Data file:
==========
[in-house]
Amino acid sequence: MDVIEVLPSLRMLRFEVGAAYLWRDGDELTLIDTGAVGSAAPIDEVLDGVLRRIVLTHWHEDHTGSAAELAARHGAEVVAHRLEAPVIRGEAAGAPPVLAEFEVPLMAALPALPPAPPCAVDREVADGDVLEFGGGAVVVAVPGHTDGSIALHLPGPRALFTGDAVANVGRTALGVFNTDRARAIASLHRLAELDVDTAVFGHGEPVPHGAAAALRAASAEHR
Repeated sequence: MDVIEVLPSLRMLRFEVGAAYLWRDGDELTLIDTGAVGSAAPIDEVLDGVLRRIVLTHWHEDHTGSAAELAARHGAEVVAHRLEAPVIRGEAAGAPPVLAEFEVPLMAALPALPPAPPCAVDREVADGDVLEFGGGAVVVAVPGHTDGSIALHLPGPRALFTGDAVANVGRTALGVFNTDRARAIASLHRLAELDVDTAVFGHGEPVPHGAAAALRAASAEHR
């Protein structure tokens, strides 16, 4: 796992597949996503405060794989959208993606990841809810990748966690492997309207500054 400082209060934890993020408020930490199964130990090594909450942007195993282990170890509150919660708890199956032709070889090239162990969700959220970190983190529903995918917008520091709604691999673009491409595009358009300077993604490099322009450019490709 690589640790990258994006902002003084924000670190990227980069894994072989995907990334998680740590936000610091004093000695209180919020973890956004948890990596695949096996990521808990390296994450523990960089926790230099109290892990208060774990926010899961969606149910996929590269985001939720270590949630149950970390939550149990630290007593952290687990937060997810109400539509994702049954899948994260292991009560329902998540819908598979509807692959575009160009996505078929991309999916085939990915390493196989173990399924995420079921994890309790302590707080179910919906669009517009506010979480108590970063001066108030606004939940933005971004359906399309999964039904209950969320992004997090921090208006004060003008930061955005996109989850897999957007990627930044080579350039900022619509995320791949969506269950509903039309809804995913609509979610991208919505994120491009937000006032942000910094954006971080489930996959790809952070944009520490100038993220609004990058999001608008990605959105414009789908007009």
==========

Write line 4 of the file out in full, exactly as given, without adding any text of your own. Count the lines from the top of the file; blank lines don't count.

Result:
């Protein structure tokens, strides 16, 4: 796992597949996503405060794989959208993606990841809810990748966690492997309207500054 400082209060934890993020408020930490199964130990090594909450942007195993282990170890509150919660708890199956032709070889090239162990969700959220970190983190529903995918917008520091709604691999673009491409595009358009300077993604490099322009450019490709 690589640790990258994006902002003084924000670190990227980069894994072989995907990334998680740590936000610091004093000695209180919020973890956004948890990596695949096996990521808990390296994450523990960089926790230099109290892990208060774990926010899961969606149910996929590269985001939720270590949630149950970390939550149990630290007593952290687990937060997810109400539509994702049954899948994260292991009560329902998540819908598979509807692959575009160009996505078929991309999916085939990915390493196989173990399924995420079921994890309790302590707080179910919906669009517009506010979480108590970063001066108030606004939940933005971004359906399309999964039904209950969320992004997090921090208006004060003008930061955005996109989850897999957007990627930044080579350039900022619509995320791949969506269950509903039309809804995913609509979610991208919505994120491009937000006032942000910094954006971080489930996959790809952070944009520490100038993220609004990058999001608008990605959105414009789908007009």